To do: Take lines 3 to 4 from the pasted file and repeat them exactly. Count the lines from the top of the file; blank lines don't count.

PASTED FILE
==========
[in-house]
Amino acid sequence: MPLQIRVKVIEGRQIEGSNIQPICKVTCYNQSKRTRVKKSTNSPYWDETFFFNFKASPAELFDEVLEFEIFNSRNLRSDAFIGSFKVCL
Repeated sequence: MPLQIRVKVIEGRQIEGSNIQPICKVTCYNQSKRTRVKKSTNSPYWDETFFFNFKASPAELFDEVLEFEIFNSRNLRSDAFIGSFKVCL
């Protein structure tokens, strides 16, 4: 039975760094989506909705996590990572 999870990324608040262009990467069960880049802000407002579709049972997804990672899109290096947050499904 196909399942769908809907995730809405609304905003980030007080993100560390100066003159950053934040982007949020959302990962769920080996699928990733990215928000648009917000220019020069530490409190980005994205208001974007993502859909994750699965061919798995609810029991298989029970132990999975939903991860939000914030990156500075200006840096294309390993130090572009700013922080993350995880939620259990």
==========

Repeated sequence: MPLQIRVKVIEGRQIEGSNIQPICKVTCYNQSKRTRVKKSTNSPYWDETFFFNFKASPAELFDEVLEFEIFNSRNLRSDAFIGSFKVCL
């Protein structure tokens, strides 16, 4: 039975760094989506909705996590990572 999870990324608040262009990467069960880049802000407002579709049972997804990672899109290096947050499904 196909399942769908809907995730809405609304905003980030007080993100560390100066003159950053934040982007949020959302990962769920080996699928990733990215928000648009917000220019020069530490409190980005994205208001974007993502859909994750699965061919798995609810029991298989029970132990999975939903991860939000914030990156500075200006840096294309390993130090572009700013922080993350995880939620259990």